Méndez requested permission to enter Mexico in 2015. He intended to return to Mexico to continue the work he did in April and May 2014, when he gathered information for a document presented on March 9, 2015, which upset the Peña Nieto administration.
The paper argues that torture in Mexico is “widespread.” The Mexican government “categorically” rejected the report’s conclusions and Foreign Ministry officials accused Méndez of acting “unethically and unprofessionally.”
Méndez said that on March 7 that Jorge Lomónaco, Mexico’s representative before the UN in Geneva, Switzerland, told him he could not request a follow-up visit and that “any visit (to Mexico) from the UN Rapporteur for Torture will be scheduled by (Méndez’s) successor if the Mexican government deems it so.”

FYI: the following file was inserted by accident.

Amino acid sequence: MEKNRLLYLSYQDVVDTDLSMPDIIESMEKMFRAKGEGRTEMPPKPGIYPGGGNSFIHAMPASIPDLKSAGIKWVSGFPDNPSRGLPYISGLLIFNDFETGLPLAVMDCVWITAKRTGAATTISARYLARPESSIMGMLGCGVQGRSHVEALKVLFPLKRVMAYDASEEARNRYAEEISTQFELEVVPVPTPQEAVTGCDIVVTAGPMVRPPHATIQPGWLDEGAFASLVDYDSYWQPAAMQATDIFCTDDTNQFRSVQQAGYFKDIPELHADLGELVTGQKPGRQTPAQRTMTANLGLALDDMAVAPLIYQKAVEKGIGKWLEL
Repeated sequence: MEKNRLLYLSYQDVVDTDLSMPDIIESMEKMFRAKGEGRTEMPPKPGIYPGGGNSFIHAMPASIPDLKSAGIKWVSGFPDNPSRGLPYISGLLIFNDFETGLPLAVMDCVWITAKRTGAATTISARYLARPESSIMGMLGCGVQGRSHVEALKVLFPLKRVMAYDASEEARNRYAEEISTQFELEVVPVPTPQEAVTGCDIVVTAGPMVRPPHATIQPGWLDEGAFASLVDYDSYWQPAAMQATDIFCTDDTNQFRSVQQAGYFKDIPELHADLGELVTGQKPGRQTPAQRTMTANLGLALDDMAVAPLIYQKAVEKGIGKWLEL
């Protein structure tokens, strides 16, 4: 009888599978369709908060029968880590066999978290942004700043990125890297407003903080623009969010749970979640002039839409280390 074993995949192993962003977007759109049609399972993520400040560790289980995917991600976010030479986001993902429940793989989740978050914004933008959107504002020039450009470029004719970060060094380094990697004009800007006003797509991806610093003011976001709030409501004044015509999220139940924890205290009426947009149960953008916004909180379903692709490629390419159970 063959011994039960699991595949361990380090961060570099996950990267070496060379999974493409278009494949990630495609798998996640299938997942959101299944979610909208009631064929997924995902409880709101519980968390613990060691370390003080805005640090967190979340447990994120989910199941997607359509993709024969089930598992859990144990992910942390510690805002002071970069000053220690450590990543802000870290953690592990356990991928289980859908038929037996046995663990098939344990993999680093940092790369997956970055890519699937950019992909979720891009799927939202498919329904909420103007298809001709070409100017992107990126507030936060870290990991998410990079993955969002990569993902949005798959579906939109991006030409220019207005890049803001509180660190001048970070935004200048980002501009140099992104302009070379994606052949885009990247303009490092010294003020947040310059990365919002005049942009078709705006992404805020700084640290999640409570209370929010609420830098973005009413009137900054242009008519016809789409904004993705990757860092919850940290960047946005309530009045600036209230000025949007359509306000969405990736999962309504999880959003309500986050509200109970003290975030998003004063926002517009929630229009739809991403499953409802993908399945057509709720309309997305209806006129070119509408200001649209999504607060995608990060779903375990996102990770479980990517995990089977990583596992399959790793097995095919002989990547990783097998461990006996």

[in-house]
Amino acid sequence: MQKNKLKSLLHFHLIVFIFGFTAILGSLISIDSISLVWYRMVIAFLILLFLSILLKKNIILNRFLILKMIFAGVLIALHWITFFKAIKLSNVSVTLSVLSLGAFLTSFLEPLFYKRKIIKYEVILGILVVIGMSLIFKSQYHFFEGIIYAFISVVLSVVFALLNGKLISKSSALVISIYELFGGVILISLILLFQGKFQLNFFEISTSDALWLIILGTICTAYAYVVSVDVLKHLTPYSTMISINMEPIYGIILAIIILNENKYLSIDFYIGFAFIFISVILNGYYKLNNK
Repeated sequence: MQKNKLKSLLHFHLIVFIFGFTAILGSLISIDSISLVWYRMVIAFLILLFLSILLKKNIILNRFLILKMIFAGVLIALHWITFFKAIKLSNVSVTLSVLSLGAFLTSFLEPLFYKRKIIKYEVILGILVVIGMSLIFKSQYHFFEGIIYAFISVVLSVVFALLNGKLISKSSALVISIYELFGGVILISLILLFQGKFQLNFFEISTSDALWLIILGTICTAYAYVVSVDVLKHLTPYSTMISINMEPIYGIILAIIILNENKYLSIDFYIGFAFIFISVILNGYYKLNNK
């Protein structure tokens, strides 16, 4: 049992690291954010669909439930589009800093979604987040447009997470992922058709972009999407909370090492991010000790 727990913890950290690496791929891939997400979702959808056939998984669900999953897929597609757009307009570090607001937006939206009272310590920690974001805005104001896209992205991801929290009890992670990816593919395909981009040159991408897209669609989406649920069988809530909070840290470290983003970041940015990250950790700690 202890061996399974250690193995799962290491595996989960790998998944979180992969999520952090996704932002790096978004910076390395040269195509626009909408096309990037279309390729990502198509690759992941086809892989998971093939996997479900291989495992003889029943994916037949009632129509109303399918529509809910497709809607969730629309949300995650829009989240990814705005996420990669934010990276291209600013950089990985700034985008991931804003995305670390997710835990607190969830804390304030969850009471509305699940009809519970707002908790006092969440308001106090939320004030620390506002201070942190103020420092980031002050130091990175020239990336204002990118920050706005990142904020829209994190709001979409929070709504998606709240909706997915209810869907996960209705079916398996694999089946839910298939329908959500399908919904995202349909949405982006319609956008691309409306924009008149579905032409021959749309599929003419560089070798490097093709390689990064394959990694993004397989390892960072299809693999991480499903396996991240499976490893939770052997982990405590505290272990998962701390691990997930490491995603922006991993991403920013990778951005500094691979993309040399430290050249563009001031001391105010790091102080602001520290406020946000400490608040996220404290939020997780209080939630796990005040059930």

[adrotate group=”7″]The Rapporteur said he has not received any document certifying the decision.
Méndez is not alone in his views: a report published in October 2015 by Amnesty International states that “torture in Mexico is out of control.” According to a survey by the same organization, 64 percent of Mexicans fear torture by the police.
“Meanwhile, the authorities look the other way, and hope that the international community does the same,” Amnesty reported.